Our new sleeping quarters were just as crowded and uncomfortable as the old one had been, but I was used to that now and this time nobody had interfered with my chosen pallet. An unusually quiet Radulf took the cot next to me, and two lads who looked like they had come straight off the Shaws installed themselves in the other two spots in our corner. Their names were Efred, who was indeed a Hillman, and Aldarion, who turned out not to be and was the son of a Landholder from one of the villages downriver.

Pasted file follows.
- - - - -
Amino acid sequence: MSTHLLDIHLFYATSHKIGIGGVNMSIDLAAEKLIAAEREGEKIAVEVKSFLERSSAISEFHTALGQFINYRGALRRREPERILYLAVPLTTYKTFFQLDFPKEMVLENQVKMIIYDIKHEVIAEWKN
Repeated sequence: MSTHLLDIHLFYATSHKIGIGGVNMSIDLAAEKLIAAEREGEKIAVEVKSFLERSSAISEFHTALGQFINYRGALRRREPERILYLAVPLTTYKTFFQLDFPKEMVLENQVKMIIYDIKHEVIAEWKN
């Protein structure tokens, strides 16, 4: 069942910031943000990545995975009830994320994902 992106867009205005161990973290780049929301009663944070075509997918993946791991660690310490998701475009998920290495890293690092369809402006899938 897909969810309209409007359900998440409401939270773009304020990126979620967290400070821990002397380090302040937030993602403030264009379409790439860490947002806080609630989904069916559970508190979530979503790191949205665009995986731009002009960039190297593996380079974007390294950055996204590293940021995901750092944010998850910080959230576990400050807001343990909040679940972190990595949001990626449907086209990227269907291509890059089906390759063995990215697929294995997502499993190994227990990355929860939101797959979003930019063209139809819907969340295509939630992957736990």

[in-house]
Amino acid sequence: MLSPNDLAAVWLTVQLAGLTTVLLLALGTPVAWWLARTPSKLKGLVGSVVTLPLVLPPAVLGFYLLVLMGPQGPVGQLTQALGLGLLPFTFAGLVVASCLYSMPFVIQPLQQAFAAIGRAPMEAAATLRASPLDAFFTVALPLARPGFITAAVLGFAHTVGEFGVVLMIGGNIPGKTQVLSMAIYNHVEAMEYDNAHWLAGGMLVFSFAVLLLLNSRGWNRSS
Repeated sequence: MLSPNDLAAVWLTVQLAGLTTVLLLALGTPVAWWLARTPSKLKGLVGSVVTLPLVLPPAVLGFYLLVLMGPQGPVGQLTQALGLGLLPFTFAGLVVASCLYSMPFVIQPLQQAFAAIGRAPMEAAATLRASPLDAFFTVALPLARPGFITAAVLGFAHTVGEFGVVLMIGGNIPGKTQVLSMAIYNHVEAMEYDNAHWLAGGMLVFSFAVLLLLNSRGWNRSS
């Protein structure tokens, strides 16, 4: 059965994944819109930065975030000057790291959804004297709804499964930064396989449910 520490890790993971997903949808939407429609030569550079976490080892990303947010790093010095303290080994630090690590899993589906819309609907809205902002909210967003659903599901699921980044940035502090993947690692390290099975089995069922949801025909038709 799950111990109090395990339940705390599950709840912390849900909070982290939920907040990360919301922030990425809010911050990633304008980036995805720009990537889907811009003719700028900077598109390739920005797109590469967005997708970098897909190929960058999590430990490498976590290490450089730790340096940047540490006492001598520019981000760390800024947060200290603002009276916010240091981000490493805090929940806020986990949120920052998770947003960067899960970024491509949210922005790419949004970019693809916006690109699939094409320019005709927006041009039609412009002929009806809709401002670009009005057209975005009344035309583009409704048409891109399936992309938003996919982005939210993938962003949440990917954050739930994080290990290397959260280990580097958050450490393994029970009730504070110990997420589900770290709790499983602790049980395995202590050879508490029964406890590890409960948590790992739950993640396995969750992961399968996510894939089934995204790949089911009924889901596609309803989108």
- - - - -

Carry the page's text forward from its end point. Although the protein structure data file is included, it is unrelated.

After a modest lunch, which to my mild amusement was served by some of my former fellow rats, we were taken to the armoury. This was a bustling place, with several smiths and their mates at work on the ground floor and many folk coming and going on various errands. We were taken upstairs through a barred door to a dingy hall where more weapons than I could ever have imagined were stacked and piled up and hung from the walls. I had never seen this part of the keep. We formed up into a line and again worked our way along, picking up a steel helm, round wooden shield, dagger, and sword. They seemed terribly heavy, especially the sword, but I was certainly not going to let on that I thought so. It was a plain blade of no great quality, nothing like the fine old sword my father had once carried, but it was mine and I grasped it eagerly. When we were all done we returned to the courtyard and began to learn our drills in full gear, and it was hot, tiring and very uncomfortable. All the while soldiers and Keep servants came to and fro past us and gave us barely a glance. Finally the sun began to sink in the sky, but if we thought our toil was about to end we were mistaken. After a brief rest when a skin of water was passed round we were roared back into line, made to stand untidily to attention. We then marched in quick time out of the keep and down the hill into the town, where people were beginning to pack up and close for the day and go home. They paid us little attention, and we soon left the town by the main gate and set off along the south road, which was still busy with carts and wains at this time. I was coping better than many of my fellows but it was still a struggle. My new boots chafed, my shield arm ached, the scabbard belt was digging into my hip and the helm was hot and uncomfortable and I had an overpowering urge to tear it off and throw it in the ditch. We had soon marched further than I had ever been before, past the burial ground on the hillside above the road where I gave a silent greeting to those who rested there. We were out into an open country with a few scattered farmsteads and hamlets nestling in the wooded hills to our left, and the mighty Hoarwell coursing silent and grey to our right. Eventually, when some of the lads looked like they were about to drop Cenric called a halt, and we gratefully sank into the grass alongside the road. The sun was beginning to set behind the steep rolling hills across the river, and I knew that somewhere over there were what were now in name only my lands. I did not have time to ponder long on this though as Cenric soon had us up and away again, cursing us in colourful terms as we set off back towards Northford. It was almost dark when we returned to the keep, sore and exhausted and the first stars were beginning to show in the sky,mirroring the twinkle of torches and lanterns being lit in the town. After a cursory meal we retired for the night, fearing what further hardships the next day would bring. We were not disappointed.